To be really cosmopolitan a man must be at home even in his own country.— Thomas Wentworth Higginson
The most captivate Thomas Wentworth Higginson quotes that are glad to read
It is no discredit to Walt Whitman that he wrote Leaves of Grass, only that he did not burn it afterwards.
How many lessons of faith and beauty we should lose, if there were no winter in our year!
Noble discontent is the path to heaven.
Great men are rarely isolated mountain-peaks; they are the summits of ranges.
Lavish thousands of dollars on your baby clothes, and after all the child is prettiest when every garment is laid aside. That becoming nakedness, at least, may adorn the chubby darling of the poorest home.
There are no days in the whole round year more delicious than those which often come to us in the latter half of April... The sun trembles in his own soft rays... The grass in the meadow seems all to have grown green since yesterday.
There is certainly no defence or water -proof garment against adverse fortune which is, on the whole, so effectual as an habitual sense of humor.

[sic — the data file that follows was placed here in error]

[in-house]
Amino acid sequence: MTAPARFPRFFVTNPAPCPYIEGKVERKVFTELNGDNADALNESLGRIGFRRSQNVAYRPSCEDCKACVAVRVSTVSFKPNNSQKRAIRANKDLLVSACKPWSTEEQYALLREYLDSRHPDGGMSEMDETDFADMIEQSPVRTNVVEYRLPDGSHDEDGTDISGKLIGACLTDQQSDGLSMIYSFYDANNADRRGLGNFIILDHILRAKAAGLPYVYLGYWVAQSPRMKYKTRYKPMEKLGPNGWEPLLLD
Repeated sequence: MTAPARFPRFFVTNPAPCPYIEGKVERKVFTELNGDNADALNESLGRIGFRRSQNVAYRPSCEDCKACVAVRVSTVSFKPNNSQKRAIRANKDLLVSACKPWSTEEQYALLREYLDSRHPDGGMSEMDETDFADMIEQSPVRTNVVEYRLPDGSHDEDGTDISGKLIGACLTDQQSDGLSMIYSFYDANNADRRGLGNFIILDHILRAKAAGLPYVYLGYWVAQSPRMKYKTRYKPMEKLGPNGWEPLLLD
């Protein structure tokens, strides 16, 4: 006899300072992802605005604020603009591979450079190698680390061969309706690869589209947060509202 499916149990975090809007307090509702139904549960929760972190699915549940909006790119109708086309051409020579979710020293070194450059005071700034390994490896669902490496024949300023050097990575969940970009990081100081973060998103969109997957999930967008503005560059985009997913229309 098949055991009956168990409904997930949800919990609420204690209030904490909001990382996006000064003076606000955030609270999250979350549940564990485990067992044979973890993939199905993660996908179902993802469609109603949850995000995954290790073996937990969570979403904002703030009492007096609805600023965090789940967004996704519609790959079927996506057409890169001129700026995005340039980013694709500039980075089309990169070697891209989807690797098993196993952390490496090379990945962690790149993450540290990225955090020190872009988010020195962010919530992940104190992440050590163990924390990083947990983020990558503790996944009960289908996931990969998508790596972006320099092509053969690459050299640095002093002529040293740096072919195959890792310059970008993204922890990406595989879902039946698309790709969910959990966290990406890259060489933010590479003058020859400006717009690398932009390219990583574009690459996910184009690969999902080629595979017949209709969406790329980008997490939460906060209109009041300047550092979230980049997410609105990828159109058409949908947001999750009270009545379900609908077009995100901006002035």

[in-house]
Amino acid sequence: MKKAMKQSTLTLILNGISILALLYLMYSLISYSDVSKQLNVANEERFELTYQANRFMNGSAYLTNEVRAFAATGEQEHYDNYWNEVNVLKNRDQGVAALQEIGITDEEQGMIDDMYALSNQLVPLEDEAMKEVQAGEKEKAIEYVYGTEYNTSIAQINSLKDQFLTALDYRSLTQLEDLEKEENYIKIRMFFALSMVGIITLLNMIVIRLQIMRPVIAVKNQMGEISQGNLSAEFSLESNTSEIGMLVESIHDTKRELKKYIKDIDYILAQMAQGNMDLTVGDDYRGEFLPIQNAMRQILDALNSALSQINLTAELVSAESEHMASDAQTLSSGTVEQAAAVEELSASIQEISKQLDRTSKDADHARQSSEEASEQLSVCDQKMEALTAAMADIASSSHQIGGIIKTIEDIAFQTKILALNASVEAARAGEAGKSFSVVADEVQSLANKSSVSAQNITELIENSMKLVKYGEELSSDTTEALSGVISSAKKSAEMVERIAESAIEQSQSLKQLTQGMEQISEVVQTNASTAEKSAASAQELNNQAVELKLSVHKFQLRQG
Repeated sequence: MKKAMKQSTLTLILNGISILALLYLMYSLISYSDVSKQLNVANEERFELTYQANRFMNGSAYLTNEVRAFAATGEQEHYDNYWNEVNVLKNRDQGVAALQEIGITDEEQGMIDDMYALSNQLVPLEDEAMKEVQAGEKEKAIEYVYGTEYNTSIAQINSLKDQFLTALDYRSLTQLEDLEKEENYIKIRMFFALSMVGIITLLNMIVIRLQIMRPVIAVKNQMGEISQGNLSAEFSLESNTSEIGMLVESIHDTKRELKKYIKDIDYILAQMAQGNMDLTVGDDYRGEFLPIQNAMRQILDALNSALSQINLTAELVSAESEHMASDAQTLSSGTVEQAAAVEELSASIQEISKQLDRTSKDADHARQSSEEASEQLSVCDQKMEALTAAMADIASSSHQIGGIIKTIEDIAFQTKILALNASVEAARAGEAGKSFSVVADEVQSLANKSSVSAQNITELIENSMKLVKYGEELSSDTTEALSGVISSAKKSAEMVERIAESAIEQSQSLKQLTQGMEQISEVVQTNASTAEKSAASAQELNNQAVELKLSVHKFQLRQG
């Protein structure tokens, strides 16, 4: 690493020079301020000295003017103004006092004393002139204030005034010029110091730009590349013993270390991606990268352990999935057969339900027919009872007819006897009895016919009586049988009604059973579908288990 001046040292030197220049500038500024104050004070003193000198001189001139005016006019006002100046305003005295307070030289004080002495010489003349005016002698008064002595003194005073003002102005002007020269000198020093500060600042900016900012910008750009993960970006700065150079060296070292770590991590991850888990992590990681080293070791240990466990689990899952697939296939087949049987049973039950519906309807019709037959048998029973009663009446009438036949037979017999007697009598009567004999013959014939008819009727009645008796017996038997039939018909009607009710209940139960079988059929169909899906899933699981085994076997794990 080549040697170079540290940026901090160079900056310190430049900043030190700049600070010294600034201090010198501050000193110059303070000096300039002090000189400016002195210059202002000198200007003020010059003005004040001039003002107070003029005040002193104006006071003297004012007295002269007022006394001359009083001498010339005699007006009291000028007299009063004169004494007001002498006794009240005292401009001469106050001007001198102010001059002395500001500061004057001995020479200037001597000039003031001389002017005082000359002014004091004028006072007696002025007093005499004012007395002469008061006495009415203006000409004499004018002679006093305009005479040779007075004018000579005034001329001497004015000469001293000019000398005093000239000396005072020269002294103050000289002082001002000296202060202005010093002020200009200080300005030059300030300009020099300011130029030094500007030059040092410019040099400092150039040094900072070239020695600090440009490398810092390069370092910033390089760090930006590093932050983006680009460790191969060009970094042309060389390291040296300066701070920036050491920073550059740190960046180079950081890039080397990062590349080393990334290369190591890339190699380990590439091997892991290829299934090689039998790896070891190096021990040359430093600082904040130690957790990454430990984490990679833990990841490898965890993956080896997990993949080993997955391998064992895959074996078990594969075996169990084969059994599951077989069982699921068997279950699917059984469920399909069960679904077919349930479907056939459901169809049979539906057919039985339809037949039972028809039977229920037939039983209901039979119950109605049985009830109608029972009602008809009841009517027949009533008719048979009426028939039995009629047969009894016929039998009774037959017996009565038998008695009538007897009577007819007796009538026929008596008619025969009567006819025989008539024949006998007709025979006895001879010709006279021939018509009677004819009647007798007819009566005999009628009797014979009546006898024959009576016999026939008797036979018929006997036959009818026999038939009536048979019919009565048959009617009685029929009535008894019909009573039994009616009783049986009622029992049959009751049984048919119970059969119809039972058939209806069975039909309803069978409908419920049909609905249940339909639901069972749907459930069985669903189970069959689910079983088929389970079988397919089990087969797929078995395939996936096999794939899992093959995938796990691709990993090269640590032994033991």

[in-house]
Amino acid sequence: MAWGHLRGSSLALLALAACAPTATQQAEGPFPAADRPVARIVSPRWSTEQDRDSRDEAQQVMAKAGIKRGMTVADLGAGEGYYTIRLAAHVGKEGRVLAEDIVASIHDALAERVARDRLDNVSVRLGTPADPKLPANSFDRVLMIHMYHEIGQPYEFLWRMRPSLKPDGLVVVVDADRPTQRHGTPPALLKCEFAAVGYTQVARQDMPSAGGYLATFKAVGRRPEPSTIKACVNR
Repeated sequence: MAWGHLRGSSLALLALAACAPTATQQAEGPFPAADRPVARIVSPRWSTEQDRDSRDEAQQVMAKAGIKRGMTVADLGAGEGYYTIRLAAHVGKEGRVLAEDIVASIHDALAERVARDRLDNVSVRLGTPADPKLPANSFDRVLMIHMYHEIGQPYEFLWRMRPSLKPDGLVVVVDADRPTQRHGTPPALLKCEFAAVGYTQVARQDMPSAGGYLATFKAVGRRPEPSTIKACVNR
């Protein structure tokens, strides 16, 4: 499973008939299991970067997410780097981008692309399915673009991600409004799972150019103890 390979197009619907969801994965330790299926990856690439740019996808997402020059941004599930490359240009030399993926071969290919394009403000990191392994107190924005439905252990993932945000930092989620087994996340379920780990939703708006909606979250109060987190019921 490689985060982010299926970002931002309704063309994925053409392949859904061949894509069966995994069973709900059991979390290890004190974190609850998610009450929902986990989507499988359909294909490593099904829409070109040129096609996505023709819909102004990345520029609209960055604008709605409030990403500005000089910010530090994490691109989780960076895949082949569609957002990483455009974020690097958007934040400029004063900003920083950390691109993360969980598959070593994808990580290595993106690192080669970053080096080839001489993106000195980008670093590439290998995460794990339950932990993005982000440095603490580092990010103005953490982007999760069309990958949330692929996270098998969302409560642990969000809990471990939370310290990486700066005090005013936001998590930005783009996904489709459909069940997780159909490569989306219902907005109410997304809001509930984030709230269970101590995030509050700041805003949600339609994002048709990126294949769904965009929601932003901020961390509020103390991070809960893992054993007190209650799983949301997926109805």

How much that the world calls selfishness is only generosity with narrow walls,--a too exclusive solicitude to maintain a wife in luxury, or make one's children rich.
What are Raphael's Madonnas but the shadow of a mother's love, fixed in permanent outline forever?
Genius is lonely without the surrounding presence of a people to inspire it.
Many persons sigh for death when it seems far off, but the inclination vanishes when the boat upsets, or the locomotive runs off the track, or the measles set it.
Nothing can hide from me the conviction that an immortal soul needs for its sustenance something more than visiting, and gardening, and novel-reading, and crochet-needle, and the occasional manufacture of sponge cake.
The most fertile soil does not necessarily produce the most abundant harvest.
It is the use we make of our faculties which renders them valuable.
After all, when a thought takes one's breath away, a lesson on grammar seems an impertinence.